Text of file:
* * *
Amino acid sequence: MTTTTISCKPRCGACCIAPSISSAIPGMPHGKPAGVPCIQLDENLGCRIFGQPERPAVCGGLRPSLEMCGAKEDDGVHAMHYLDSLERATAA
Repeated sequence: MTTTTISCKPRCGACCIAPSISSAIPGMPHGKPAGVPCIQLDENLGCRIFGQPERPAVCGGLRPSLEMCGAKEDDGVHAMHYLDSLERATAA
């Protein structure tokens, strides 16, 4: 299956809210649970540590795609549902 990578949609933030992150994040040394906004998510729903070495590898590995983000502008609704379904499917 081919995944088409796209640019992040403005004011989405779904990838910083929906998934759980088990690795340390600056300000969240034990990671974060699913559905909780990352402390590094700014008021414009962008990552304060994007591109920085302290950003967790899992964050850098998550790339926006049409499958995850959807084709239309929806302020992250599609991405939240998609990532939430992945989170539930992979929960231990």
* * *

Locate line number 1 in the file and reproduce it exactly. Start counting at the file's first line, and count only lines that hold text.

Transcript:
Amino acid sequence: MTTTTISCKPRCGACCIAPSISSAIPGMPHGKPAGVPCIQLDENLGCRIFGQPERPAVCGGLRPSLEMCGAKEDDGVHAMHYLDSLERATAA